Vale ordered to pay $124K after worker sprayed in eye with liquid grout in 2016

By | February 12, 2019

Mining giant Vale has been ordered to pay $124,000 for breaching Manitoba workplace safety laws, after a worker in the company’s Thompson mine suffered a permanent eye injury.

Vale Canada Limited pleaded guilty in December to violating the province’s Workplace Safety and Health Act and Regulations following an incident in 2016.

Workers in the company’s T3 Mine in Thompson, Man., were using pressurized equipment to fill holes in the rockface on April 30, 2016 when a pressurized hose ruptured, spraying two workers in the face with liquid grout, according to Manitoba Workplace Safety and Health’s website.

The grout got into one worker’s left eye, the document says, but there was no eyewash station available on the elevated scissor deck he and others had been using.

Workers used a water bottle in an attempt to flush the eye before the injured employee was brought down from the deck only to find there was no eyewash station available at that level’s retreat station, either.

The worker had to be driven roughly five minutes to get to another level of the mine before being able to flush his eye using an eyewash station, the provincial document says.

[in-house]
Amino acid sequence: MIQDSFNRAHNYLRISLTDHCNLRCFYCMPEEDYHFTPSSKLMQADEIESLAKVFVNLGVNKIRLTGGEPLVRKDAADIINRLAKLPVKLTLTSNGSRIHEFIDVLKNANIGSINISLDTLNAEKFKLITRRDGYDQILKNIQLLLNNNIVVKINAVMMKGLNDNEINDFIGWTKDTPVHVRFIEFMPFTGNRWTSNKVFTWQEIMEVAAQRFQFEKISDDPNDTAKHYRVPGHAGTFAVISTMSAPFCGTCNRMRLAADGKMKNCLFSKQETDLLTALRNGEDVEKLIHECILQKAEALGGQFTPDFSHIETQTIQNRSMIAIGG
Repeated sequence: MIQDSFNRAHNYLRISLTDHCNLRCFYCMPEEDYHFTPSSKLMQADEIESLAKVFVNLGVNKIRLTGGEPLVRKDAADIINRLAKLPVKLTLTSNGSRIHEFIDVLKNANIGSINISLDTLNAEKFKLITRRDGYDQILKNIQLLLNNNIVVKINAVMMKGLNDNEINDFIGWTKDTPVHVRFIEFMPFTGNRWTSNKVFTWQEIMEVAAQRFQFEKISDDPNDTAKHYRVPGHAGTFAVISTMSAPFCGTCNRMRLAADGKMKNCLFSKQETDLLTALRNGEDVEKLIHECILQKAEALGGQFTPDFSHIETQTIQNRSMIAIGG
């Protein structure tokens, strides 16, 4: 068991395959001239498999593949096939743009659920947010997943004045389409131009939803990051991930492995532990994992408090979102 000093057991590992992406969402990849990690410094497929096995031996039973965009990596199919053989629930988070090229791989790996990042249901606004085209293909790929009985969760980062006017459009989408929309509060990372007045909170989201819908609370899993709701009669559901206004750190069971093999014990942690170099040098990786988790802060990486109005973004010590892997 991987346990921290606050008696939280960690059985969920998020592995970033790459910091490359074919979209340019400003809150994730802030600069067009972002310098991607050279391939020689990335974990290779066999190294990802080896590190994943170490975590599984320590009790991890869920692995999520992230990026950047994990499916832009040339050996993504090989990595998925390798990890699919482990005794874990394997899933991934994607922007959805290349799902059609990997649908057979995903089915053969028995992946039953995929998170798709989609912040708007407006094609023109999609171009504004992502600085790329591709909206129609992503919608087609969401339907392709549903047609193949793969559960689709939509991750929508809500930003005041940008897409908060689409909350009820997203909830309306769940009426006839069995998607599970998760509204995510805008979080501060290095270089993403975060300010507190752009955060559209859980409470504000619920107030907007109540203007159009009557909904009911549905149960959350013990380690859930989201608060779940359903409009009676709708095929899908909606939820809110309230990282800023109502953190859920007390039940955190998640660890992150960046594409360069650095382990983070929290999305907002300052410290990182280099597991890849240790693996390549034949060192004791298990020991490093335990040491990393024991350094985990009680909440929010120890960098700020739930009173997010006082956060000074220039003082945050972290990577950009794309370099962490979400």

Permanent eye injury: province

The worker got another eye flush from the mine’s first aid attendant at the surface before being sent to Thompson’s General Hospital and then transferred to Winnipeg for further treatment.

The worker was left with a permanent eye injury as a result of the incident, the province says.

After the incident, Vale was prosecuted for violations under Manitoba’s workplace safety laws. On Dec. 17, 2018, it pleaded guilty to failing to ensure emergency eyewash equipment was readily available to a worker operating and working in close proximity to the CG-542 rock bolt and cable grouter.

In an emailed statement Vale spokesperson Ryan Land says the company conducted a joint investigation following the incident. It has implemented all recommendations that came out as a result, he says, as well as recommendations from Workplace Safety and Health.

“We cannot take back what happened, but as a company we accept responsibility,” Land wrote.

“Our most important goal in our pursuit of zero harm is to see zero lives lost or changed, and this unfortunate incident is a stern reminder that we are not yet there.”

As a result of the incident, the company was ordered to pay $124,000 in fines and penalties.

The province is reminding employers to make sure emergency washing facilities are available in the workplace.